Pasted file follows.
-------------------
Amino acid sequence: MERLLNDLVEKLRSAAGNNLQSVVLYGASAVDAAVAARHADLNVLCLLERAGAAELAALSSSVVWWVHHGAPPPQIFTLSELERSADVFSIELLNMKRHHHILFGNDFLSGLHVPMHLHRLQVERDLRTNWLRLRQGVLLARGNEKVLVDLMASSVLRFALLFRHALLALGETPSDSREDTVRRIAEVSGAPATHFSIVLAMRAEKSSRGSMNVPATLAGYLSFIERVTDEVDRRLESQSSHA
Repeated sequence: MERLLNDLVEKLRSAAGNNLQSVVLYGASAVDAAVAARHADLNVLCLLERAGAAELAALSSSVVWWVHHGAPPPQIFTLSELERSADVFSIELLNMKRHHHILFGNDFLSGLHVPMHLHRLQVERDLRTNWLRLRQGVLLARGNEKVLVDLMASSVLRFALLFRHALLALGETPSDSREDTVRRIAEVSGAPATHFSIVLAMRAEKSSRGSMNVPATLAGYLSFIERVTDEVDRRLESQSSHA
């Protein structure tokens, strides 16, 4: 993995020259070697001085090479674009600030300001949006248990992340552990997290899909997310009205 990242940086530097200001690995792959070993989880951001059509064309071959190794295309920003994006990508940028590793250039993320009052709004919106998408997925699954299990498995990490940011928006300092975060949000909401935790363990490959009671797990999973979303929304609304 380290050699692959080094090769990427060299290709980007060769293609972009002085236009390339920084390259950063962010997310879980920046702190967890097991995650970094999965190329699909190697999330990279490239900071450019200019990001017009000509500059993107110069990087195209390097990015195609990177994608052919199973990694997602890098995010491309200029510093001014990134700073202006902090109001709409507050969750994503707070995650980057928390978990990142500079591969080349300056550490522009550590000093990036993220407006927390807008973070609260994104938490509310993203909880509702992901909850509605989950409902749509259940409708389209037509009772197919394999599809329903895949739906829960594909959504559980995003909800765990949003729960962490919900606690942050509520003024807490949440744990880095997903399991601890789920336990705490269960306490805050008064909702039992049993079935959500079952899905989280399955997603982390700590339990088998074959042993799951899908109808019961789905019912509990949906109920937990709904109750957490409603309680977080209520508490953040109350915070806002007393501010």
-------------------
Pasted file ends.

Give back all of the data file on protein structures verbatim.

Amino acid sequence: MERLLNDLVEKLRSAAGNNLQSVVLYGASAVDAAVAARHADLNVLCLLERAGAAELAALSSSVVWWVHHGAPPPQIFTLSELERSADVFSIELLNMKRHHHILFGNDFLSGLHVPMHLHRLQVERDLRTNWLRLRQGVLLARGNEKVLVDLMASSVLRFALLFRHALLALGETPSDSREDTVRRIAEVSGAPATHFSIVLAMRAEKSSRGSMNVPATLAGYLSFIERVTDEVDRRLESQSSHA
Repeated sequence: MERLLNDLVEKLRSAAGNNLQSVVLYGASAVDAAVAARHADLNVLCLLERAGAAELAALSSSVVWWVHHGAPPPQIFTLSELERSADVFSIELLNMKRHHHILFGNDFLSGLHVPMHLHRLQVERDLRTNWLRLRQGVLLARGNEKVLVDLMASSVLRFALLFRHALLALGETPSDSREDTVRRIAEVSGAPATHFSIVLAMRAEKSSRGSMNVPATLAGYLSFIERVTDEVDRRLESQSSHA
């Protein structure tokens, strides 16, 4: 993995020259070697001085090479674009600030300001949006248990992340552990997290899909997310009205 990242940086530097200001690995792959070993989880951001059509064309071959190794295309920003994006990508940028590793250039993320009052709004919106998408997925699954299990498995990490940011928006300092975060949000909401935790363990490959009671797990999973979303929304609304 380290050699692959080094090769990427060299290709980007060769293609972009002085236009390339920084390259950063962010997310879980920046702190967890097991995650970094999965190329699909190697999330990279490239900071450019200019990001017009000509500059993107110069990087195209390097990015195609990177994608052919199973990694997602890098995010491309200029510093001014990134700073202006902090109001709409507050969750994503707070995650980057928390978990990142500079591969080349300056550490522009550590000093990036993220407006927390807008973070609260994104938490509310993203909880509702992901909850509605989950409902749509259940409708389209037509009772197919394999599809329903895949739906829960594909959504559980995003909800765990949003729960962490919900606690942050509520003024807490949440744990880095997903399991601890789920336990705490269960306490805050008064909702039992049993079935959500079952899905989280399955997603982390700590339990088998074959042993799951899908109808019961789905019912509990949906109920937990709904109750957490409603309680977080209520508490953040109350915070806002007393501010």